Take energy companies -- they use weather forecasts to determine how much power they need to generate for a given day (there's no sense firing up an entire power plant for three dudes sitting at home playing Xbox), and if the estimates are off, they end up having to purchase additional energy wholesale at insanely jacked up last-minute prices. And when we said "insanely jacked up," we weren't kidding -- we're talking up to 10,000 percent increases. The estimated savings work out to a $1 billion decrease in the annual cost of electricity if we improve the accuracy of our forecasts by just 1 degree Fahrenheit, and that's not even counting the untold bajillions of dollars' worth of First World whining it would prevent.
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"We get it! It's chilly! Put on a sweater and shut up about it!"
Also, every time the weatherman forecasts a blizzard that turns out to only be a couple of flakes, communities miss out on untold amounts of commerce and productivity when their entire populations transform into zombies that crave bread and milk instead of brains. In Washington, D.C., alone, the federal government loses $100 million a day every single time it closes its offices.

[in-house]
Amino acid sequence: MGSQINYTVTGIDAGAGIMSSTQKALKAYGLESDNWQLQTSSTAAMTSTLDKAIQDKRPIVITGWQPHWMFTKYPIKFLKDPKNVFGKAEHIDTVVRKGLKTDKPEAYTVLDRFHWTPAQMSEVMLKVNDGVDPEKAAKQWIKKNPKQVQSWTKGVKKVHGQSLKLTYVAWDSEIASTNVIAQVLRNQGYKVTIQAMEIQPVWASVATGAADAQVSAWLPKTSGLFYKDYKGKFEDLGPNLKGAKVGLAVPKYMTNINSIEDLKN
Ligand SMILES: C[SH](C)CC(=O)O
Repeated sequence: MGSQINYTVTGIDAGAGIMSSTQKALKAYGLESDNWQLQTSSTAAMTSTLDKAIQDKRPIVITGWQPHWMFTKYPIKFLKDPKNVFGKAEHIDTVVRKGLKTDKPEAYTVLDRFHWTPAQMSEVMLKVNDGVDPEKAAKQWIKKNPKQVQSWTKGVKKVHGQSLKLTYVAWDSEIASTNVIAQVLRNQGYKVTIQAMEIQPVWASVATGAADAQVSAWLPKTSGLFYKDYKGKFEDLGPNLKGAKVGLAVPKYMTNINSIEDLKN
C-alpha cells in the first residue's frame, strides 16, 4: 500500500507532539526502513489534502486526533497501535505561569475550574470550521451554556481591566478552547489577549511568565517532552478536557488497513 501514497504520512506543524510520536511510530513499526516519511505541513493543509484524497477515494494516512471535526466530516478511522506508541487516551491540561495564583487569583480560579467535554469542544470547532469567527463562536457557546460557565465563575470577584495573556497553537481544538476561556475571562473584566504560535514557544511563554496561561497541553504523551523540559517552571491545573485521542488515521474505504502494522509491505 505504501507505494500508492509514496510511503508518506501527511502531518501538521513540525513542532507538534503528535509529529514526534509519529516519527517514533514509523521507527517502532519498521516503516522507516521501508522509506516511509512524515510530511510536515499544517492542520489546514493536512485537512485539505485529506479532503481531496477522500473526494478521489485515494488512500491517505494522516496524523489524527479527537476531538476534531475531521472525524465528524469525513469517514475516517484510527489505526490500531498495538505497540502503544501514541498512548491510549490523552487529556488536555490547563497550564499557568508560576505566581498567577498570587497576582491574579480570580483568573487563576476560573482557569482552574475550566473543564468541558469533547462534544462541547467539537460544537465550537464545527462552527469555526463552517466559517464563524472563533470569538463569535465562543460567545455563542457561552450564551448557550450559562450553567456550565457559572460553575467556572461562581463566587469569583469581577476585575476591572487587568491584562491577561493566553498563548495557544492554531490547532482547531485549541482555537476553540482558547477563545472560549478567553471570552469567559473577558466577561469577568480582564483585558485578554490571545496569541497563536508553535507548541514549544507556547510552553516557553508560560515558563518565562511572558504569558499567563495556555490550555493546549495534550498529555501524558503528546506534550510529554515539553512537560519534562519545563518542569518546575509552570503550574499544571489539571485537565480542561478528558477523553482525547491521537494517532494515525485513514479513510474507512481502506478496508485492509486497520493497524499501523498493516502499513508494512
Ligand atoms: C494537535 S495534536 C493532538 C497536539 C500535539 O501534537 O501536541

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Apparently Weather Wally in the Mornings costs somewhere between a large hurricane and a small war.
This is why the USA has a National Weather Service -- it's not there so people can plan their picnics. While they're fairly accurate overall, American forecasts pale in comparison to their European counterparts. For years the National Weather Service has been so underfunded that it's struggled to pay its employees and hesitated to hire new ones, and as a result the European Centre for Medium-Range Weather Forecasts has left them in the dust. Europe has computer systems 10 times more powerful than those in the U.S., and in 2012 they were able to predict Hurricane Sandy's path toward the East Coast a full two days before the American model did -- and two days is a long goddamn time when people are waiting to find out if their house lies directly in the path of a rampaging hellstorm.